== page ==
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New Mexico State University

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Alfalfa Research Marries Conventional, Modern Techniques

LAS CRUCES -- Alfalfa research at New Mexico State University is a marriage of the old, the new and the borrowed.


Alfalfa breeder Ian Ray uses conventional and modern methods to feed the need for ever-better forage in New Mexico. Alfalfa, the state's top cash crop, is grown on 265,000 acres statewide.

"We probably have the most diverse production environments of any of the 50 states," Ray said. "We have to grow very winter- hardy material up in the Four Corners region of Farmington, but down in this part of the state we grow nondormant varieties, which grow all year long."

The state's arid climate is ideal for producing premium hay that's shipped nationwide and sought after by New Mexico's thriving dairy industry. The challenge is keeping alfalfa yields high with limited irrigation.

To help growers, Ray is building on 20-year-old research by three NMSU scientists: Bill Melton and Cliff Currier, longtime alfalfa breeders, and Marvin Wilson, former Agricultural Experiment Station director and namesake of drought-tolerant Wilson alfalfa.

Though it grows well under limited irrigation, Wilson lacks resistance to two major diseases, phytophthora root rot and anthracnose. Both reduce yields in southern New Mexico, particularly on heavy soils that are irrigated.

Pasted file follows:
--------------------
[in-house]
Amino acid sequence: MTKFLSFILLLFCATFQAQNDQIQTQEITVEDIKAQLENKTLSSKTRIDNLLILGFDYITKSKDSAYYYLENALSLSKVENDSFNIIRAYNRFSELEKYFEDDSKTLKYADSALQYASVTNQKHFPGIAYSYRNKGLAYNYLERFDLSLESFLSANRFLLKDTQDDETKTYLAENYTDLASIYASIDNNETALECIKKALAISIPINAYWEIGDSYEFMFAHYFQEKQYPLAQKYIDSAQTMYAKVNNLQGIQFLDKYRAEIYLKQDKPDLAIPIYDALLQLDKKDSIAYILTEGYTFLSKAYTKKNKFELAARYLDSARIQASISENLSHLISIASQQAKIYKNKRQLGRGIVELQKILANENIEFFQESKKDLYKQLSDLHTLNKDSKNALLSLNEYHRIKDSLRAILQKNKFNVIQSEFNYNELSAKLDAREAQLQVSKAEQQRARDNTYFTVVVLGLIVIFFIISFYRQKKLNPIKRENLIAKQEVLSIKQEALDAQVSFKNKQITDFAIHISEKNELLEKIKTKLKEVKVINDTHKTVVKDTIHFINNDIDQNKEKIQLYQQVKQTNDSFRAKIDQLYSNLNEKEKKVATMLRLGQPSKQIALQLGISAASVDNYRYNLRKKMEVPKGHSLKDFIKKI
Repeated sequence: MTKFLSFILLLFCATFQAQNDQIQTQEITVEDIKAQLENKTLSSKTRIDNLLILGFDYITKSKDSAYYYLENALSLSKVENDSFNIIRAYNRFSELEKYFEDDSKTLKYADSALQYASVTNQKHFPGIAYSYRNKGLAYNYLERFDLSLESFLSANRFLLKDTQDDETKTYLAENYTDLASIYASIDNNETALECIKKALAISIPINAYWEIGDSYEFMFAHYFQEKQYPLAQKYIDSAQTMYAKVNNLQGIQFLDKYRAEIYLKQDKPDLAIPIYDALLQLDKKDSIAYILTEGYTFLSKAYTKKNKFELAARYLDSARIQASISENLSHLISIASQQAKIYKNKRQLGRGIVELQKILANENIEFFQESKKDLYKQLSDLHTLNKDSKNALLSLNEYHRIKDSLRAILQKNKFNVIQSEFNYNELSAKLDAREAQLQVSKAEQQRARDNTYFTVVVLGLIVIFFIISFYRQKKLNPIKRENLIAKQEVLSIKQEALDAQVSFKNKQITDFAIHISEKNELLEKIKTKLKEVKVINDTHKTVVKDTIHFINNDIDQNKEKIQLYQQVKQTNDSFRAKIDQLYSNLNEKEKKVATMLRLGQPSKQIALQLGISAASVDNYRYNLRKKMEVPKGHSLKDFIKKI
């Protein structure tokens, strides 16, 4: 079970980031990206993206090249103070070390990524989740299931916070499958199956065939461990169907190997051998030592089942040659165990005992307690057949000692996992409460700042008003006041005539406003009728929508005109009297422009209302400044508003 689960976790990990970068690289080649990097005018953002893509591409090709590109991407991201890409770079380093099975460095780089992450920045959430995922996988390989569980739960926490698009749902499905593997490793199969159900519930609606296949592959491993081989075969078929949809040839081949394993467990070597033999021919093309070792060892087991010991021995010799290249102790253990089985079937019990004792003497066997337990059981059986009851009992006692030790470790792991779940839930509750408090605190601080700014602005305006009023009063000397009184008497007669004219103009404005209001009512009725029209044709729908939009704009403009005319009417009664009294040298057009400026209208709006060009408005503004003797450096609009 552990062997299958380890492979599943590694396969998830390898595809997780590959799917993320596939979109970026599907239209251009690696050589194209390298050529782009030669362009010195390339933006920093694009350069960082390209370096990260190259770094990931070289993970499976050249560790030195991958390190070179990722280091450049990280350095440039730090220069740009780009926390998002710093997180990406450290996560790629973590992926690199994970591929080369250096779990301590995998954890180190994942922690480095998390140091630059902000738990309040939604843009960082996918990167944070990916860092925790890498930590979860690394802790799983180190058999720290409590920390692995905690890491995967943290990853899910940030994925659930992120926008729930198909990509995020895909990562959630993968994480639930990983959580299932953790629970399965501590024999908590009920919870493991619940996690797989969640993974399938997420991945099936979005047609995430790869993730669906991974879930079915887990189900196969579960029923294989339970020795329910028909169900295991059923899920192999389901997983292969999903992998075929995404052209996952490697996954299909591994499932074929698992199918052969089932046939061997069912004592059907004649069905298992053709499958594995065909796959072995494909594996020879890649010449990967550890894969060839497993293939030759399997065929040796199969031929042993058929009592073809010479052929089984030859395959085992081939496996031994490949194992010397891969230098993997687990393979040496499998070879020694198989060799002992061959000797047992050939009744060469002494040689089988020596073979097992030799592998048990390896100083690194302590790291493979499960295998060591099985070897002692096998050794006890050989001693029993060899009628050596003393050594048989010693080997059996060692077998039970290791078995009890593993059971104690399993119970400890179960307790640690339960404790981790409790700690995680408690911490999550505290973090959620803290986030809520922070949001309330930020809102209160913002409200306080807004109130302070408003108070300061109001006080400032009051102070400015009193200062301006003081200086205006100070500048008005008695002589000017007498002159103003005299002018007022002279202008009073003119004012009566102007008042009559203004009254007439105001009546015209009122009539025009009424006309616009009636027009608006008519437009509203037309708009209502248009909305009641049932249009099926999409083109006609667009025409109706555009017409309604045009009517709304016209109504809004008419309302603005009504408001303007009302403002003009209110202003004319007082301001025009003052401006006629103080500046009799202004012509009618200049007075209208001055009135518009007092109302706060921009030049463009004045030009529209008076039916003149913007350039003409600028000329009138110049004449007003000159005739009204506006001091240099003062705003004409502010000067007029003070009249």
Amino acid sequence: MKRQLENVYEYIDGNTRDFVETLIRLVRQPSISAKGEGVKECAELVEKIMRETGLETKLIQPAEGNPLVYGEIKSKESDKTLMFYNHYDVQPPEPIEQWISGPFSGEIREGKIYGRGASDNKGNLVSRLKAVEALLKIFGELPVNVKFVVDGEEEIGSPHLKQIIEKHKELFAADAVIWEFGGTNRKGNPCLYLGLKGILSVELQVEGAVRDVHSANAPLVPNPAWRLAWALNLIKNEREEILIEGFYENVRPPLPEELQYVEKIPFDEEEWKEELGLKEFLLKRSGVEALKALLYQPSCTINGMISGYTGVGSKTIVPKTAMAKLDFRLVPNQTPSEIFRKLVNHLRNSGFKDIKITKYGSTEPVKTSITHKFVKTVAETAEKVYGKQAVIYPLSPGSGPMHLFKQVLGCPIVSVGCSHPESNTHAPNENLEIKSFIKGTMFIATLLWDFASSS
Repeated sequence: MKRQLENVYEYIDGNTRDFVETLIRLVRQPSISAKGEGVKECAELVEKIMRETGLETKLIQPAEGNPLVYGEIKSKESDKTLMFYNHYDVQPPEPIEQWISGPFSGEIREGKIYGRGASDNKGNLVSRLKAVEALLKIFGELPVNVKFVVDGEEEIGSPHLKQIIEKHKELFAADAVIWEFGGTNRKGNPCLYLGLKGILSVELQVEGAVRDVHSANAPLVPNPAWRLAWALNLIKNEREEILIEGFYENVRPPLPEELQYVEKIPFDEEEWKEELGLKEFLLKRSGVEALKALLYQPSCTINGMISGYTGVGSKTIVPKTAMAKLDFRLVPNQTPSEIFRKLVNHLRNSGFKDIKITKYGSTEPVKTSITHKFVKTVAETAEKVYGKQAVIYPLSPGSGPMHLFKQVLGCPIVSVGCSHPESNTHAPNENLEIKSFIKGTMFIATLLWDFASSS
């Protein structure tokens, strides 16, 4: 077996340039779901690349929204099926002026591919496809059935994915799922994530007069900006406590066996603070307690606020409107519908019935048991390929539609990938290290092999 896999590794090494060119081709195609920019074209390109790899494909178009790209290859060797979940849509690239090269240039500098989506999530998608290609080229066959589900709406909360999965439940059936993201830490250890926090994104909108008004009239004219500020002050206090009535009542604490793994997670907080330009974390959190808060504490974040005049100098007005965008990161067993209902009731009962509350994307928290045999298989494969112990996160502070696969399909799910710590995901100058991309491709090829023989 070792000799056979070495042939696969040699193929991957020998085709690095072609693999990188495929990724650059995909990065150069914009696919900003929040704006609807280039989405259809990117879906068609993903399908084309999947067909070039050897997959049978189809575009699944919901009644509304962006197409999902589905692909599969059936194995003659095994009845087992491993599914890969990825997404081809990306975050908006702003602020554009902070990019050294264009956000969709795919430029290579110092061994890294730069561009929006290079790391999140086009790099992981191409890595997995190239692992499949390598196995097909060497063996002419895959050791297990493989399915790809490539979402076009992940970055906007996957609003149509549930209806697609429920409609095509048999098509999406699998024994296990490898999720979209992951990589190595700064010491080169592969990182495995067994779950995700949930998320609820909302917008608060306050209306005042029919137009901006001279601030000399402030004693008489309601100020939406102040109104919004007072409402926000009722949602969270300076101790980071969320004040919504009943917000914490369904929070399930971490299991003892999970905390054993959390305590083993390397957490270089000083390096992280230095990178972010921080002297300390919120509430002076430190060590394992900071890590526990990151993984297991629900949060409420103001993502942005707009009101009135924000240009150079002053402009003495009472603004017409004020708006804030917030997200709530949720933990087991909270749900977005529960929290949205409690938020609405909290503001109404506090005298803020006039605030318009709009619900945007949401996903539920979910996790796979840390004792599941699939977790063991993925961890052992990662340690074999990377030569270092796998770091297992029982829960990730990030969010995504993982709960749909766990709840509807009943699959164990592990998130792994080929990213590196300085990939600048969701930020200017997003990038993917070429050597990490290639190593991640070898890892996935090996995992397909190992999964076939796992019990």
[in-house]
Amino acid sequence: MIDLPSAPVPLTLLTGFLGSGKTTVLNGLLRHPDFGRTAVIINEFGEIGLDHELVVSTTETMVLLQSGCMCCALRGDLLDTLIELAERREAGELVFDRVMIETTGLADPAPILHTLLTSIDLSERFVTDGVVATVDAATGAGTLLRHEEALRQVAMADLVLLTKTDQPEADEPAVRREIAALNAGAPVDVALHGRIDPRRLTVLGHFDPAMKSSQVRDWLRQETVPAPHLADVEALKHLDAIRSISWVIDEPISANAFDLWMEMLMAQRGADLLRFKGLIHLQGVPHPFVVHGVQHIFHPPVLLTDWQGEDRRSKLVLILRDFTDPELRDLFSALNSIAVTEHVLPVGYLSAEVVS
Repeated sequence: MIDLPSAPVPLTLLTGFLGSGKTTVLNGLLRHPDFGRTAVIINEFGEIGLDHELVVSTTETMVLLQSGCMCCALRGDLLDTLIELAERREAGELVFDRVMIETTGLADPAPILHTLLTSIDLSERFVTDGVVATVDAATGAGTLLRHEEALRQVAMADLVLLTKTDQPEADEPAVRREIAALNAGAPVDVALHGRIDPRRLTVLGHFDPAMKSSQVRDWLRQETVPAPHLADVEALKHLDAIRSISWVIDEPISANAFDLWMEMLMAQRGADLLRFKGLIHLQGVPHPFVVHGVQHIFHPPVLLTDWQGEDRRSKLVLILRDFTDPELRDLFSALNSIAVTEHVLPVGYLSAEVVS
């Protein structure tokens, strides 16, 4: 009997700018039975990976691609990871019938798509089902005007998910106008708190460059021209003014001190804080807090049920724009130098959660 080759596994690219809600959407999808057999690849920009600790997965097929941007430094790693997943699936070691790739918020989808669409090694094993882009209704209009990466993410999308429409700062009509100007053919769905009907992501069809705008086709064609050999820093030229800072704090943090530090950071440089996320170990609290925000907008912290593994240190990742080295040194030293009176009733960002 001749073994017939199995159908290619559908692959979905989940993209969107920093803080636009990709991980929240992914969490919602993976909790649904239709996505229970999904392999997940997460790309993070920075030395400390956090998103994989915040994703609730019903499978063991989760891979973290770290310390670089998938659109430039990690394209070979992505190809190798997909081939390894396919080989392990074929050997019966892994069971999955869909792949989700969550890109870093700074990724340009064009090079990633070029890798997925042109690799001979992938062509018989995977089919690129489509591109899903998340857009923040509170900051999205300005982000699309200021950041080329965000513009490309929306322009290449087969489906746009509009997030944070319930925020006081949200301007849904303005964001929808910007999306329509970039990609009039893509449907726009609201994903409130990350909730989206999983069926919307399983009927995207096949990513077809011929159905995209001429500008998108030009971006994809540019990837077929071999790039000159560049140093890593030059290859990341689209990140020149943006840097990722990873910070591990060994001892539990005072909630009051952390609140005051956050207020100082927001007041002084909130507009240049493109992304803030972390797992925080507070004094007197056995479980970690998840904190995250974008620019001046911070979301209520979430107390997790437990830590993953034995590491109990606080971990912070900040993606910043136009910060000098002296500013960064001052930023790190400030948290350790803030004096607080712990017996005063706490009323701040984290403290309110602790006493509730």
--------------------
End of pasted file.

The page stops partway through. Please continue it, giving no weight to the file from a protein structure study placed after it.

Ray has released two experimental lines of improved Wilson to seed companies for further development. He's continuing work on hybrids that combine resistance to both diseases.

To complement traditional plant breeding, Ray uses new techniques like DNA mapping and genetic engineering.

A two-year project to map alfalfa's DNA, funded by the Southwest Consortium on Plant Genetics and Water Resources, will help make Ray's work more precise.

Rather than selecting alfalfa based only on appearance, Ray hopes to be able to pinpoint genes that control traits like yield and water-use efficiency.

Ray also is involved in cutting-edge genetic engineering research in collaboration with other scientists from NMSU and the University of Arizona.

"We've got molecular biologists, biochemists and alfalfa geneticists working together to improve salt tolerance in alfalfa," he said. "Arizona scientists have identified and cloned genes from other organisms that confer salt tolerance, and we're now moving those into alfalfa."

Once greenhouse tests find the most promising combinations, the genes will be transferred into alfalfa that's adapted to New Mexico. Though the work is in early stages, it has long-term potential.

To increase yields in the meantime, Ray is borrowing the best from alfalfa grown around the world.

At NMSU's Leyendecker Plant Science Center near Las Cruces, he's planted material from a national seedbank in Fort Collins, Colo. -- including alfalfa that can tolerate Siberian winters or thrive in Middle Eastern deserts.

"We incorporate those that demonstrate potential into our breeding program," he said. "We've got some preliminary evidence that shows we can quickly equal the yields of commercial varieties, if not exceed those, by infusing new germplasm or new blood into our breeding material."

Old, new and borrowed alfalfa lines can be tested at NMSU science centers throughout the state to ensure that they make the cut for New Mexico's varied climate.